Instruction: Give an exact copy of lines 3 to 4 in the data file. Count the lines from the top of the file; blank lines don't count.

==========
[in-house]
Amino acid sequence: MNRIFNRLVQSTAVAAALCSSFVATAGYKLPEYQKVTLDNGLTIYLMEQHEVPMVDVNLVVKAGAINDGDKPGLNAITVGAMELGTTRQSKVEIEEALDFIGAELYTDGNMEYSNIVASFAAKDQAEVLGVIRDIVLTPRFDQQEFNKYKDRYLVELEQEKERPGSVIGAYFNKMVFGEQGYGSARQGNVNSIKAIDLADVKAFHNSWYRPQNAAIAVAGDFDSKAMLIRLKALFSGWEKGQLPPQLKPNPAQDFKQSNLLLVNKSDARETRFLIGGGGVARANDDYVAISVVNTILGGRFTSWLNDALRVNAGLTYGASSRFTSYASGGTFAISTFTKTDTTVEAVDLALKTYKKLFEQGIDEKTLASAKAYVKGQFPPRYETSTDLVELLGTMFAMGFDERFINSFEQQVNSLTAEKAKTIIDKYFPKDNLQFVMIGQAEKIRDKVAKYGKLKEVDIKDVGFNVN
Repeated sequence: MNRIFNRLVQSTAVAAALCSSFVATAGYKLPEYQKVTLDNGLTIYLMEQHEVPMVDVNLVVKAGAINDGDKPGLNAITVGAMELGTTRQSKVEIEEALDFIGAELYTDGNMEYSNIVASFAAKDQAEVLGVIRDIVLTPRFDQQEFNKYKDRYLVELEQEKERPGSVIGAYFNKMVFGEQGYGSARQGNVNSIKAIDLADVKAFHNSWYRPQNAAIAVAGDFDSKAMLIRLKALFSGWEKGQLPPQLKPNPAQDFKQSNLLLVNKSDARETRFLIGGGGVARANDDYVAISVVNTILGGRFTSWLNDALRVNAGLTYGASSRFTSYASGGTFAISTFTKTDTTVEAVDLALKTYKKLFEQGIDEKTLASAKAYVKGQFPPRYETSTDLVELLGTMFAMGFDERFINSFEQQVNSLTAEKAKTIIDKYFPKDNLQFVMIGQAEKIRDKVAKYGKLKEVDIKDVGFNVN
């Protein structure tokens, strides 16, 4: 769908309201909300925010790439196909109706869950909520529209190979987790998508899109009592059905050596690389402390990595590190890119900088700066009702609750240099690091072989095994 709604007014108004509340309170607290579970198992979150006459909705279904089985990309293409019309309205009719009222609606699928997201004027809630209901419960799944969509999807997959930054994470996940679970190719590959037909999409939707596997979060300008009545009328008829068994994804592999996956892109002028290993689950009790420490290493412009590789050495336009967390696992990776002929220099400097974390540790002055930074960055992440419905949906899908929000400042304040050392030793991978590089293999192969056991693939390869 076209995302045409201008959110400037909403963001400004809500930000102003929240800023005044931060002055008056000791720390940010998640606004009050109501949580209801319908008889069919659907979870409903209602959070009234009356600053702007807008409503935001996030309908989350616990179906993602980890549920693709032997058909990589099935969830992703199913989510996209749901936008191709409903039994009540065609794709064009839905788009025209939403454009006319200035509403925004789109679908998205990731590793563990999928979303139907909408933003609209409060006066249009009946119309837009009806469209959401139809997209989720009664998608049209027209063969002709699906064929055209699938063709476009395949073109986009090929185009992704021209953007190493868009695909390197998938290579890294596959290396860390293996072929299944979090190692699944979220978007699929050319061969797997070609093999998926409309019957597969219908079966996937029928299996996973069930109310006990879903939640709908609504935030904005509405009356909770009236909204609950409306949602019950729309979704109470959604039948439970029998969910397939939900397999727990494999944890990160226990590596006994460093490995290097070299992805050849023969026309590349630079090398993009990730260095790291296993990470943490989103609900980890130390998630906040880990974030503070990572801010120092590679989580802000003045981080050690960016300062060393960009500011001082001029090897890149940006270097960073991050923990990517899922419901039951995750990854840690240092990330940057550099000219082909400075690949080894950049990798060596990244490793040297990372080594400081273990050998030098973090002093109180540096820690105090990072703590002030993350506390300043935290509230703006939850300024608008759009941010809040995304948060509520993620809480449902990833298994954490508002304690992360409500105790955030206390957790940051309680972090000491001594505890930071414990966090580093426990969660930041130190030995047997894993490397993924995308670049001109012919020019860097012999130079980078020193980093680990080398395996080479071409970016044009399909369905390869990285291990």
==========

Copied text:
Repeated sequence: MNRIFNRLVQSTAVAAALCSSFVATAGYKLPEYQKVTLDNGLTIYLMEQHEVPMVDVNLVVKAGAINDGDKPGLNAITVGAMELGTTRQSKVEIEEALDFIGAELYTDGNMEYSNIVASFAAKDQAEVLGVIRDIVLTPRFDQQEFNKYKDRYLVELEQEKERPGSVIGAYFNKMVFGEQGYGSARQGNVNSIKAIDLADVKAFHNSWYRPQNAAIAVAGDFDSKAMLIRLKALFSGWEKGQLPPQLKPNPAQDFKQSNLLLVNKSDARETRFLIGGGGVARANDDYVAISVVNTILGGRFTSWLNDALRVNAGLTYGASSRFTSYASGGTFAISTFTKTDTTVEAVDLALKTYKKLFEQGIDEKTLASAKAYVKGQFPPRYETSTDLVELLGTMFAMGFDERFINSFEQQVNSLTAEKAKTIIDKYFPKDNLQFVMIGQAEKIRDKVAKYGKLKEVDIKDVGFNVN
């Protein structure tokens, strides 16, 4: 769908309201909300925010790439196909109706869950909520529209190979987790998508899109009592059905050596690389402390990595590190890119900088700066009702609750240099690091072989095994 709604007014108004509340309170607290579970198992979150006459909705279904089985990309293409019309309205009719009222609606699928997201004027809630209901419960799944969509999807997959930054994470996940679970190719590959037909999409939707596997979060300008009545009328008829068994994804592999996956892109002028290993689950009790420490290493412009590789050495336009967390696992990776002929220099400097974390540790002055930074960055992440419905949906899908929000400042304040050392030793991978590089293999192969056991693939390869 076209995302045409201008959110400037909403963001400004809500930000102003929240800023005044931060002055008056000791720390940010998640606004009050109501949580209801319908008889069919659907979870409903209602959070009234009356600053702007807008409503935001996030309908989350616990179906993602980890549920693709032997058909990589099935969830992703199913989510996209749901936008191709409903039994009540065609794709064009839905788009025209939403454009006319200035509403925004789109679908998205990731590793563990999928979303139907909408933003609209409060006066249009009946119309837009009806469209959401139809997209989720009664998608049209027209063969002709699906064929055209699938063709476009395949073109986009090929185009992704021209953007190493868009695909390197998938290579890294596959290396860390293996072929299944979090190692699944979220978007699929050319061969797997070609093999998926409309019957597969219908079966996937029928299996996973069930109310006990879903939640709908609504935030904005509405009356909770009236909204609950409306949602019950729309979704109470959604039948439970029998969910397939939900397999727990494999944890990160226990590596006994460093490995290097070299992805050849023969026309590349630079090398993009990730260095790291296993990470943490989103609900980890130390998630906040880990974030503070990572801010120092590679989580802000003045981080050690960016300062060393960009500011001082001029090897890149940006270097960073991050923990990517899922419901039951995750990854840690240092990330940057550099000219082909400075690949080894950049990798060596990244490793040297990372080594400081273990050998030098973090002093109180540096820690105090990072703590002030993350506390300043935290509230703006939850300024608008759009941010809040995304948060509520993620809480449902990833298994954490508002304690992360409500105790955030206390957790940051309680972090000491001594505890930071414990966090580093426990969660930041130190030995047997894993490397993924995308670049001109012919020019860097012999130079980078020193980093680990080398395996080479071409970016044009399909369905390869990285291990």